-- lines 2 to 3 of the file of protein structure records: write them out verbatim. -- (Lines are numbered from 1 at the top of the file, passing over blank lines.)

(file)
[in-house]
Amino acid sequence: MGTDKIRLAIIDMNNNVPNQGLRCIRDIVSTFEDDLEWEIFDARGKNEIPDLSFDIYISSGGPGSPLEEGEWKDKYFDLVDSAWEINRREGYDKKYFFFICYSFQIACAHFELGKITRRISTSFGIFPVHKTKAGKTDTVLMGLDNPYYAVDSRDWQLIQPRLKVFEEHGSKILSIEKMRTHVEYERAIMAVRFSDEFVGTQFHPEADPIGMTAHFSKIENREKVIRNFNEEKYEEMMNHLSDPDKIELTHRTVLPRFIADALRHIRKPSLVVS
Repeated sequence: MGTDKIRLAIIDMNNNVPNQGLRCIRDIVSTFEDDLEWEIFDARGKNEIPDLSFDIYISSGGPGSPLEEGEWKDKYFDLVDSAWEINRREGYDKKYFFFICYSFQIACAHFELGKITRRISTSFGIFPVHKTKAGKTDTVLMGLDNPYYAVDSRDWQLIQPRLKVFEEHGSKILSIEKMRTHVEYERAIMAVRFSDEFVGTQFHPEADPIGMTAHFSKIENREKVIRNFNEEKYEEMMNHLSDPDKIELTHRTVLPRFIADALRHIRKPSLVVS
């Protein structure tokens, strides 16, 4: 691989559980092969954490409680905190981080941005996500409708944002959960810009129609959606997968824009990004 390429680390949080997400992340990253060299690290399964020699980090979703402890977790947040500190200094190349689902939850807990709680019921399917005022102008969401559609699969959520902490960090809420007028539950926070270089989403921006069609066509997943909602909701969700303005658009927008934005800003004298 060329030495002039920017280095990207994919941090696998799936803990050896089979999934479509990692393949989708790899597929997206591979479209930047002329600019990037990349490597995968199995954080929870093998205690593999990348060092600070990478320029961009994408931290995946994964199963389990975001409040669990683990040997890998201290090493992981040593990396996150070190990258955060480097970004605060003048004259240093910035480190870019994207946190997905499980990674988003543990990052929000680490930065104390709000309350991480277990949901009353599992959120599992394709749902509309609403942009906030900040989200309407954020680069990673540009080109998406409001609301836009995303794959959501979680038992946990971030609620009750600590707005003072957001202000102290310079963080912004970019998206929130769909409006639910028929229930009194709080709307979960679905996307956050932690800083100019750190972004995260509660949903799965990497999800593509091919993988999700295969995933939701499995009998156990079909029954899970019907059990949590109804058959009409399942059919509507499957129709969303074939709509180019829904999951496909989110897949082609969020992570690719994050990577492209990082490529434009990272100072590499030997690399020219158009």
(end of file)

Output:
Amino acid sequence: MGTDKIRLAIIDMNNNVPNQGLRCIRDIVSTFEDDLEWEIFDARGKNEIPDLSFDIYISSGGPGSPLEEGEWKDKYFDLVDSAWEINRREGYDKKYFFFICYSFQIACAHFELGKITRRISTSFGIFPVHKTKAGKTDTVLMGLDNPYYAVDSRDWQLIQPRLKVFEEHGSKILSIEKMRTHVEYERAIMAVRFSDEFVGTQFHPEADPIGMTAHFSKIENREKVIRNFNEEKYEEMMNHLSDPDKIELTHRTVLPRFIADALRHIRKPSLVVS
Repeated sequence: MGTDKIRLAIIDMNNNVPNQGLRCIRDIVSTFEDDLEWEIFDARGKNEIPDLSFDIYISSGGPGSPLEEGEWKDKYFDLVDSAWEINRREGYDKKYFFFICYSFQIACAHFELGKITRRISTSFGIFPVHKTKAGKTDTVLMGLDNPYYAVDSRDWQLIQPRLKVFEEHGSKILSIEKMRTHVEYERAIMAVRFSDEFVGTQFHPEADPIGMTAHFSKIENREKVIRNFNEEKYEEMMNHLSDPDKIELTHRTVLPRFIADALRHIRKPSLVVS